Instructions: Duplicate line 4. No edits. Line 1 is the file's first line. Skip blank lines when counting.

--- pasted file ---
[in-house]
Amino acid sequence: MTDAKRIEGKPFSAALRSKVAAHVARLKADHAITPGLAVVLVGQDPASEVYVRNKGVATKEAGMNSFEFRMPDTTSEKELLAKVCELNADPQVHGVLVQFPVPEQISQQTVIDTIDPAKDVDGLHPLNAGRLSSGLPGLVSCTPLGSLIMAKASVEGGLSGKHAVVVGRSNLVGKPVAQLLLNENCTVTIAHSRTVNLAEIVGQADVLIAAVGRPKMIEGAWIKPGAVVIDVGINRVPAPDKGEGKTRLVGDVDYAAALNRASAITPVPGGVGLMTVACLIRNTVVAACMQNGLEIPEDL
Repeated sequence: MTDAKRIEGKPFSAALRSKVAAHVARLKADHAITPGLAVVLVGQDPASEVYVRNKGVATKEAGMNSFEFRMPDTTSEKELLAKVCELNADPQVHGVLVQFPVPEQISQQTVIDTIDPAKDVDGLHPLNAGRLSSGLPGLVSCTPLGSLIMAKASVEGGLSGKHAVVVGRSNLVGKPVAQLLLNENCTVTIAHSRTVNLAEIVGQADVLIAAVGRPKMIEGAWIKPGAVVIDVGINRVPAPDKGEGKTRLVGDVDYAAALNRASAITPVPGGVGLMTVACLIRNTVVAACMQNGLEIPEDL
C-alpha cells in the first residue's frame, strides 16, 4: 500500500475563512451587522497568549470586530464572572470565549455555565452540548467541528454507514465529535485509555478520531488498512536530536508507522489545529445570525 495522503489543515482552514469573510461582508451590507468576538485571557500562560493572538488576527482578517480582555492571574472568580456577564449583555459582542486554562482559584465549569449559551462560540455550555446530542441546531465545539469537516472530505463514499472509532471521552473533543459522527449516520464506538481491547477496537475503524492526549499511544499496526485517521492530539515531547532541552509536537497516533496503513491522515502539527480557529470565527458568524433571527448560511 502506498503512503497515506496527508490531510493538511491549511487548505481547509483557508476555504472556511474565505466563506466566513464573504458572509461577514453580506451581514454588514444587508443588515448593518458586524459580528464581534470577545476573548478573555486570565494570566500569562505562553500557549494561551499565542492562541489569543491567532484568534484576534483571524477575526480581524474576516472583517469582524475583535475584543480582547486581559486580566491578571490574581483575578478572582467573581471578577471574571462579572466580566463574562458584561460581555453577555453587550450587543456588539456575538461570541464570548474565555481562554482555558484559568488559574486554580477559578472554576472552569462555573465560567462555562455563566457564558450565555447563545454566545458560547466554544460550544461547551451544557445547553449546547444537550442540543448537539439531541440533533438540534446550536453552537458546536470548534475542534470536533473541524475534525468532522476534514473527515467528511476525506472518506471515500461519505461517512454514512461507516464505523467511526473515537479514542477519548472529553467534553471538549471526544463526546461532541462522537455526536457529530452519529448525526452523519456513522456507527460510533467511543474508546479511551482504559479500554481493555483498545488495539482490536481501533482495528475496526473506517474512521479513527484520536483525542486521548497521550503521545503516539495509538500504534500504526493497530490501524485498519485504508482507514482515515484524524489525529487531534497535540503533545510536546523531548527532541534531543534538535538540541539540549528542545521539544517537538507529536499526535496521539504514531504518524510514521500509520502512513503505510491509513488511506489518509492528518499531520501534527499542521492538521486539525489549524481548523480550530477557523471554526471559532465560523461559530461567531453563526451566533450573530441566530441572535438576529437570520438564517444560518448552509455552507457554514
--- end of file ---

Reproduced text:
C-alpha cells in the first residue's frame, strides 16, 4: 500500500475563512451587522497568549470586530464572572470565549455555565452540548467541528454507514465529535485509555478520531488498512536530536508507522489545529445570525 495522503489543515482552514469573510461582508451590507468576538485571557500562560493572538488576527482578517480582555492571574472568580456577564449583555459582542486554562482559584465549569449559551462560540455550555446530542441546531465545539469537516472530505463514499472509532471521552473533543459522527449516520464506538481491547477496537475503524492526549499511544499496526485517521492530539515531547532541552509536537497516533496503513491522515502539527480557529470565527458568524433571527448560511 502506498503512503497515506496527508490531510493538511491549511487548505481547509483557508476555504472556511474565505466563506466566513464573504458572509461577514453580506451581514454588514444587508443588515448593518458586524459580528464581534470577545476573548478573555486570565494570566500569562505562553500557549494561551499565542492562541489569543491567532484568534484576534483571524477575526480581524474576516472583517469582524475583535475584543480582547486581559486580566491578571490574581483575578478572582467573581471578577471574571462579572466580566463574562458584561460581555453577555453587550450587543456588539456575538461570541464570548474565555481562554482555558484559568488559574486554580477559578472554576472552569462555573465560567462555562455563566457564558450565555447563545454566545458560547466554544460550544461547551451544557445547553449546547444537550442540543448537539439531541440533533438540534446550536453552537458546536470548534475542534470536533473541524475534525468532522476534514473527515467528511476525506472518506471515500461519505461517512454514512461507516464505523467511526473515537479514542477519548472529553467534553471538549471526544463526546461532541462522537455526536457529530452519529448525526452523519456513522456507527460510533467511543474508546479511551482504559479500554481493555483498545488495539482490536481501533482495528475496526473506517474512521479513527484520536483525542486521548497521550503521545503516539495509538500504534500504526493497530490501524485498519485504508482507514482515515484524524489525529487531534497535540503533545510536546523531548527532541534531543534538535538540541539540549528542545521539544517537538507529536499526535496521539504514531504518524510514521500509520502512513503505510491509513488511506489518509492528518499531520501534527499542521492538521486539525489549524481548523480550530477557523471554526471559532465560523461559530461567531453563526451566533450573530441566530441572535438576529437570520438564517444560518448552509455552507457554514